Transition Initiative Kenora
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Energy East: A Risk to Our Drinking Water

A detailed analysis of the proposed Energy East pipeline route out today shows that across Canada the project could lead to the contamination of crucial sources of drinking water not identified in TransCanada’s application.  Over 5 million Canadians' drinking water could be in jeopardy. 

In Kenora, residents who draw drinking water from the Winnipeg River and Black Sturgeon Lakes are particularly vulnerable to the risk of drinking water contamination from a pipeline spill.

Access to clean drinking water is essential to community health, but Energy East would put that at risk from contamination from toxic bitumen and crude oil.

If built, Energy East would carry tar sands diluted bitumen, which a recent report by the U.S. National Academy of Sciences says can create even greater environmental risks than conventional crude oil when spilled due to its tendency to sink in water and coat the bottom of the waterway.

“Protecting our most valuable resource – clean water – must take precedence over exporting dirty oil,” said Adam Scott of Environmental Defence. “Just one pipeline rupture in any one of the vulnerable locations that we identified along Energy East’s proposed route could contaminate drinking water sources for years to come. Canadians should not sacrifice our clean drinking water for oil companies’ profits.”

Over two dozen municipal regions across four provinces would face direct risks to their drinking water from Energy East which, if built, would cross nearly 3,000 water bodies. Over five million Canadians across Manitoba, Ontario, Quebec and New Brunswick draw their drinking water from sources within spill range and downstream of the Energy East proposed route.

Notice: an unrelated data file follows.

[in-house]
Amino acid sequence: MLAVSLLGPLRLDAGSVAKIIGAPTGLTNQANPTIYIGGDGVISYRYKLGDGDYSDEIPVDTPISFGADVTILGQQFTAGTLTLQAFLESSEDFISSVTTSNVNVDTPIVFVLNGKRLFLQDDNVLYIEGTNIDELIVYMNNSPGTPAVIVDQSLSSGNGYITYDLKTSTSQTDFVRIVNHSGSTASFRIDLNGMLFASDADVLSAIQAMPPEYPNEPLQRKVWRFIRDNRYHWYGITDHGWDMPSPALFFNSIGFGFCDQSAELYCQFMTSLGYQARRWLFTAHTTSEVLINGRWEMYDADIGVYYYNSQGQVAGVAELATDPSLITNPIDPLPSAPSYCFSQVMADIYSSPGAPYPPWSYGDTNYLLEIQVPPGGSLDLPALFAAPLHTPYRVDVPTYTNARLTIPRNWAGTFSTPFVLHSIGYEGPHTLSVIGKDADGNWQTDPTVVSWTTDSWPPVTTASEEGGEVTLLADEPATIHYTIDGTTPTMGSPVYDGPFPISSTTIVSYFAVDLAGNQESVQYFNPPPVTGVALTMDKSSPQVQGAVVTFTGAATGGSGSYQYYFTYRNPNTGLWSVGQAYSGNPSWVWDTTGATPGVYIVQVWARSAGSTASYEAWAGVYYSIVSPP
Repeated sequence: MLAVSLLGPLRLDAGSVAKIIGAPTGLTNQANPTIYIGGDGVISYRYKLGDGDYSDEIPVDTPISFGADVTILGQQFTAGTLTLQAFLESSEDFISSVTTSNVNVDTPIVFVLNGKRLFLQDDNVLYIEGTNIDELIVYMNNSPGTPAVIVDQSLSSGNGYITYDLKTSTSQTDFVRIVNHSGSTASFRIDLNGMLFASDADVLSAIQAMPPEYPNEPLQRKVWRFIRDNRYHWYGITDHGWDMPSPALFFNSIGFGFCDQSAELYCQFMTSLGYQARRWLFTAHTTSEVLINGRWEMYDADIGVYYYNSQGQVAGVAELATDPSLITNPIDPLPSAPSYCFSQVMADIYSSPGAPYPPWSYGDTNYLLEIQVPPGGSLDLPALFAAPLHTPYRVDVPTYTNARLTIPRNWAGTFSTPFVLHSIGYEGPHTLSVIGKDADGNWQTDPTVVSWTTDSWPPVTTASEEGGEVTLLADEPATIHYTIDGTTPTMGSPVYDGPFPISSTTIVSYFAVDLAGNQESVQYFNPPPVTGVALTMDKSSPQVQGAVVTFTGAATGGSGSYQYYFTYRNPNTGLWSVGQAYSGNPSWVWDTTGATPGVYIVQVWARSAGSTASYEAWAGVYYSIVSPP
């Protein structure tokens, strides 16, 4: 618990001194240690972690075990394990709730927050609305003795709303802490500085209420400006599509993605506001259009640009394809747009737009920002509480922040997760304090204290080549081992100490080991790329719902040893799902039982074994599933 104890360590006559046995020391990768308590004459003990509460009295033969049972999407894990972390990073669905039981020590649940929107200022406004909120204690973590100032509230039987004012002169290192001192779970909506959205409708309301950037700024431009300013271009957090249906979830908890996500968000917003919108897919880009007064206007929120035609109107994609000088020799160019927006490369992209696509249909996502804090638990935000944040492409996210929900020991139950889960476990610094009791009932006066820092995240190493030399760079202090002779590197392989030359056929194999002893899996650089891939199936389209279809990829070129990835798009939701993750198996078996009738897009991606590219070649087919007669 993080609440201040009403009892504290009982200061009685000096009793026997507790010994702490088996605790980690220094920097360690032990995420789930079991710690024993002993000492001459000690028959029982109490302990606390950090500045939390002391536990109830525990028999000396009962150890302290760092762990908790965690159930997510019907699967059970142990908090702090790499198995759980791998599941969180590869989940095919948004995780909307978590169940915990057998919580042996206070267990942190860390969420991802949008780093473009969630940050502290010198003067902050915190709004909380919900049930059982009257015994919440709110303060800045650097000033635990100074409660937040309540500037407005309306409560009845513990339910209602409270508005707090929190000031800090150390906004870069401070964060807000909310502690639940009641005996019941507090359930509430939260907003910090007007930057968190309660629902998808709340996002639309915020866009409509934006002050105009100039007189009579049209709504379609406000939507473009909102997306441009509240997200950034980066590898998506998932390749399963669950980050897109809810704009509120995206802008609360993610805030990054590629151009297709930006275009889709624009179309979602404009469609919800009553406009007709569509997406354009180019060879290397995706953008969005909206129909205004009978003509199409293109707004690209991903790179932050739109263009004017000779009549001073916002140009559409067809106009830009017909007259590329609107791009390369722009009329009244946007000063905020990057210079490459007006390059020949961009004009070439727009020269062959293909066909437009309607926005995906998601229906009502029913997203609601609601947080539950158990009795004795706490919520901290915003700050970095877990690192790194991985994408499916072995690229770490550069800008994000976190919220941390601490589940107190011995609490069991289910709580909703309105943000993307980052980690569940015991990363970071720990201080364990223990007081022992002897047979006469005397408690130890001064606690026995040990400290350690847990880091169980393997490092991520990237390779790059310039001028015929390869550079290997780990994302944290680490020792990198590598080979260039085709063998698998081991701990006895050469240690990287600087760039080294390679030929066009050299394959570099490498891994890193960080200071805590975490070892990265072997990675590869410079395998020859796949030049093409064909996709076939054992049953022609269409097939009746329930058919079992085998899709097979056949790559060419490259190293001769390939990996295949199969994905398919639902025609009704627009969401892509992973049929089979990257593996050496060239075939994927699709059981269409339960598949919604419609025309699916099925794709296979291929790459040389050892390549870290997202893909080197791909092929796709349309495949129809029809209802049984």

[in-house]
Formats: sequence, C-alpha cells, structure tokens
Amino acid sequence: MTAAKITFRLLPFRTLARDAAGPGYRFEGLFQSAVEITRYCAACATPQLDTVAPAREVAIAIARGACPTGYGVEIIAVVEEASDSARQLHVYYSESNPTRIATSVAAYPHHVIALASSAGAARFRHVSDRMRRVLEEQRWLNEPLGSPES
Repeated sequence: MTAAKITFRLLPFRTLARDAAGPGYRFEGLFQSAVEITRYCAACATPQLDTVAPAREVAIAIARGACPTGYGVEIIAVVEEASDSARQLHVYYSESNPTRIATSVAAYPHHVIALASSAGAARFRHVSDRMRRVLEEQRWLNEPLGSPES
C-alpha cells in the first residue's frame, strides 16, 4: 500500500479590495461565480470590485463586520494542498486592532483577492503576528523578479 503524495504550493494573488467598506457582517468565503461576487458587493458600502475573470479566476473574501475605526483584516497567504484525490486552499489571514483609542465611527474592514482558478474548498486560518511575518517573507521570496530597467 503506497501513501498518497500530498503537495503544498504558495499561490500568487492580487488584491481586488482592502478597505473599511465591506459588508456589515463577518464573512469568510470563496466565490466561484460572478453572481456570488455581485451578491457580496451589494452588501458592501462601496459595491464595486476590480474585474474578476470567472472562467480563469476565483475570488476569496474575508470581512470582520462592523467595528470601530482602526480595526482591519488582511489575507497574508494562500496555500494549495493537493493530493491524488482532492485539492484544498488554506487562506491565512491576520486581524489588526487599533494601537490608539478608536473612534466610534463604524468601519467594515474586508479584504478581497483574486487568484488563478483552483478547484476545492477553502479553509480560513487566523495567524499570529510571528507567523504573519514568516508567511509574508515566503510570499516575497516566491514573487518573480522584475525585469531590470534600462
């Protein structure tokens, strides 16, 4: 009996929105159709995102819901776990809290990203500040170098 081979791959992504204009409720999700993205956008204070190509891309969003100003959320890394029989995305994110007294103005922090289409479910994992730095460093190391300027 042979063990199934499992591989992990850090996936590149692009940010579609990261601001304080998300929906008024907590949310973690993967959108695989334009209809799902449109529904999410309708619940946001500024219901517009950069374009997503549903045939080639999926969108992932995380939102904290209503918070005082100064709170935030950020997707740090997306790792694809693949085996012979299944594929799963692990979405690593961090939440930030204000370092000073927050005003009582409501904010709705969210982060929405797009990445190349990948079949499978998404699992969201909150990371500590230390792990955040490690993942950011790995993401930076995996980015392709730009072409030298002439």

For the first time, a study, Energy East: A risk to our drinking water, shows the magnitude of the threat Energy East poses to Canadians’ drinking water sources. Previous studies have warned of the safety risks a high-pressure oil pipeline of this size and scale would create for water in Canada, but didn’t provide this level of alarming detail.

“With a pipeline the size of Energy East, a major rupture threatens to be the largest pipeline spill Canada has ever experienced,” Andrea Harden-Donahue of the Council of Canadians added. “Diluted bitumen sinks to the bottom of rivers and lakes and sticks to everything it touches, making a full cleanup next to impossible. Energy East is simply not worth the risk.”

Energy East proposal by the numbers:

  • Estimated numbers of Canadians living in the oil spill zone: 5,061,433
    • Manitoba 676,613
    • Ontario 1,040,788
    • Quebec 3,213,353
    • New Brunswick 130,679
  • Total length of pipeline – 4,600 km
  • 3,000 km - Converted old natural gas pipeline
  • 1,600 km - New pipeline construction
  • 1,100,000 Million barrels per day
  • Water crossings – 2,963

Download a copy of the report here:

Richard Tolton